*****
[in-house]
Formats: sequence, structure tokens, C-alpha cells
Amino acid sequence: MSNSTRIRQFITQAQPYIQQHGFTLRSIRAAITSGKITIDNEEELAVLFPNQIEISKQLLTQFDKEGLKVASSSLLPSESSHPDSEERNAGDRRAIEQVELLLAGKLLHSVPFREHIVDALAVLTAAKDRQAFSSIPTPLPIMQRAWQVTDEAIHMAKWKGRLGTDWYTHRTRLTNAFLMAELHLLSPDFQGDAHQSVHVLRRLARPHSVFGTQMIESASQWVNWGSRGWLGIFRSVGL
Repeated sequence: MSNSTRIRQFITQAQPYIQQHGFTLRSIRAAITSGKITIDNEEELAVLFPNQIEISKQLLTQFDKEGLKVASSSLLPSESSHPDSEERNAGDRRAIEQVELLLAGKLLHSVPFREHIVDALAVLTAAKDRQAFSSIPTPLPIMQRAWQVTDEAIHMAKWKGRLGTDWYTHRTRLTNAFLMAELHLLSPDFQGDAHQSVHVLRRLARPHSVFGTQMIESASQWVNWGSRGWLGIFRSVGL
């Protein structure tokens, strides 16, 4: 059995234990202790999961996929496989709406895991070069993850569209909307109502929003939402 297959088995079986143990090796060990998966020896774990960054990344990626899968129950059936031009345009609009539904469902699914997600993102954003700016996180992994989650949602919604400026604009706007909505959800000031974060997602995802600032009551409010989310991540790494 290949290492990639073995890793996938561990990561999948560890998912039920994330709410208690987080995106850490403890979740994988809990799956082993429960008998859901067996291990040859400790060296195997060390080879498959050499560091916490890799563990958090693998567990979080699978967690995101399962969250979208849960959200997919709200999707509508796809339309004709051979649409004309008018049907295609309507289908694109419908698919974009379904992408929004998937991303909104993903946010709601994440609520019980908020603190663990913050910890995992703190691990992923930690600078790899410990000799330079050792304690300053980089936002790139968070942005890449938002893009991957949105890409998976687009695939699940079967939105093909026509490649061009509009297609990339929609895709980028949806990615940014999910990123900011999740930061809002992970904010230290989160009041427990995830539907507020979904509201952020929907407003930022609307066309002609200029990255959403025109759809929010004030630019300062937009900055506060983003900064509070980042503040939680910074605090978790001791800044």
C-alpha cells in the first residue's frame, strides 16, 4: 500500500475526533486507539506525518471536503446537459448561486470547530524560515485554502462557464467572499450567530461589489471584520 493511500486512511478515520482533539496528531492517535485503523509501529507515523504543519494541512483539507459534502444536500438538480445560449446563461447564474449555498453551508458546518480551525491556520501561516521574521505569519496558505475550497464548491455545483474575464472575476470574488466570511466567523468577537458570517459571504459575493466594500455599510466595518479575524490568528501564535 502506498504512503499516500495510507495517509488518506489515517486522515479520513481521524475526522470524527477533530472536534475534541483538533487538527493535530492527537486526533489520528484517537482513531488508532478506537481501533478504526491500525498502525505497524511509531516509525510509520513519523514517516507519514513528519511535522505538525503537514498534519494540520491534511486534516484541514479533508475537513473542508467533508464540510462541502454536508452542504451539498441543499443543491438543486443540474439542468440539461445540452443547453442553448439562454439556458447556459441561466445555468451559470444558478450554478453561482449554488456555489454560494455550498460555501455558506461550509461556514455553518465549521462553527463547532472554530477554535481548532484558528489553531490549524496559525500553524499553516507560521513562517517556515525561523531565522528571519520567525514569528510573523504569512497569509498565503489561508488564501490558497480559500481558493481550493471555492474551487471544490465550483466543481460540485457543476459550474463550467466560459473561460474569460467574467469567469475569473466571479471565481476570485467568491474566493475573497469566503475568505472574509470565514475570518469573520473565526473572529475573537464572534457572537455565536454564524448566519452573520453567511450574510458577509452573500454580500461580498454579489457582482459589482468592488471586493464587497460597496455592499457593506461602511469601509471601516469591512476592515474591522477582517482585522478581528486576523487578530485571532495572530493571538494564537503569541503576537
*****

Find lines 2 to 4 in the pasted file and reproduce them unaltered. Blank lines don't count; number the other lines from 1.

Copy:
Formats: sequence, structure tokens, C-alpha cells
Amino acid sequence: MSNSTRIRQFITQAQPYIQQHGFTLRSIRAAITSGKITIDNEEELAVLFPNQIEISKQLLTQFDKEGLKVASSSLLPSESSHPDSEERNAGDRRAIEQVELLLAGKLLHSVPFREHIVDALAVLTAAKDRQAFSSIPTPLPIMQRAWQVTDEAIHMAKWKGRLGTDWYTHRTRLTNAFLMAELHLLSPDFQGDAHQSVHVLRRLARPHSVFGTQMIESASQWVNWGSRGWLGIFRSVGL
Repeated sequence: MSNSTRIRQFITQAQPYIQQHGFTLRSIRAAITSGKITIDNEEELAVLFPNQIEISKQLLTQFDKEGLKVASSSLLPSESSHPDSEERNAGDRRAIEQVELLLAGKLLHSVPFREHIVDALAVLTAAKDRQAFSSIPTPLPIMQRAWQVTDEAIHMAKWKGRLGTDWYTHRTRLTNAFLMAELHLLSPDFQGDAHQSVHVLRRLARPHSVFGTQMIESASQWVNWGSRGWLGIFRSVGL